We all like to complain about air travel these days, what with the reduced leg room, lack of meal service, cranky flight attendants, security hassles and constant nickle-and-diming. Today’s consumers definitely have some legitimate gripes, especially when compared to the glamorous “golden age” of air travel of the 1950s and ’60s. But were things really all that great back in the vintage days of commercial aviation? Let’s take a look back through time to do a reality check on what was really going on up in the air, and highlight some of the good and bad aspects of this often glorified era.
1. Flying Was Crazy Expensive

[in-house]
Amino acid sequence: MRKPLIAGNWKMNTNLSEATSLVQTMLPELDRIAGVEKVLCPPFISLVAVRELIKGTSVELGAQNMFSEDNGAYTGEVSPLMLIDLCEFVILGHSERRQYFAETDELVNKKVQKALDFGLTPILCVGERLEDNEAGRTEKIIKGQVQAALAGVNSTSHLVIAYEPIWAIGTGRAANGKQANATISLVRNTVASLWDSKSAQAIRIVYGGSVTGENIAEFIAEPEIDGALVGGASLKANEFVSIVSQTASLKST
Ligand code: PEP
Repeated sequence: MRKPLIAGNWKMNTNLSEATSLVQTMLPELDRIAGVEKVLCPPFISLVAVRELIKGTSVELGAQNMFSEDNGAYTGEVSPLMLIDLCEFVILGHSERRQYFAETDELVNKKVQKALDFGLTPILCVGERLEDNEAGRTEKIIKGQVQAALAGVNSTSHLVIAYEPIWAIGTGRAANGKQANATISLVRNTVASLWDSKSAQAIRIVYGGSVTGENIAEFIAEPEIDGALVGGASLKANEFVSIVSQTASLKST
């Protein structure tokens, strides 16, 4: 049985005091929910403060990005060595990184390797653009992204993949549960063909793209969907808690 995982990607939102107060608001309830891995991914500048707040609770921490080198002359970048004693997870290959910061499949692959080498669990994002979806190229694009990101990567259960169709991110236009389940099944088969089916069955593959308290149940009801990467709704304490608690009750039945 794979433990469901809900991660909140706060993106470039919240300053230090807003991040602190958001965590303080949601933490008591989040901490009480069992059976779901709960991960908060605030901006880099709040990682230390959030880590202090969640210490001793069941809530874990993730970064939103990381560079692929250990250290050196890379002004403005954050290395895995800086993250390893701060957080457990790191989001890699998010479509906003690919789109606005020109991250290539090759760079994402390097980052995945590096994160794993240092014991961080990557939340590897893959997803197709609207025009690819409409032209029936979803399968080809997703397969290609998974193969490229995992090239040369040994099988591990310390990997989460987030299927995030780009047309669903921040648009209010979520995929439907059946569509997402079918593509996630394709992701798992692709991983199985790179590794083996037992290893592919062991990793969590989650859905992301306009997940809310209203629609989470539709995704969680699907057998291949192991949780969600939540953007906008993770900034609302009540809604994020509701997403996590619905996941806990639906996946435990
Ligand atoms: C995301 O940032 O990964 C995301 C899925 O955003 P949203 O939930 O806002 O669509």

Before you start complaining about Ryanair and EasyJet, remember that back in the 1950s and ’60s, an airline ticket was significantly more costly than today’s flights. For example, a 1955 round-trip ticket from Chicago to Phoenix on TWA cost $138, which, adjusted for inflation, equates to $1,168 today. However, factoring average salaries in the ’50s compared to now, what costs about 1 per cent of an annual income today used to amount to 5 per cent of an annual income then. Would you really want to go back to a time when a short flight could put you back a month’s salary?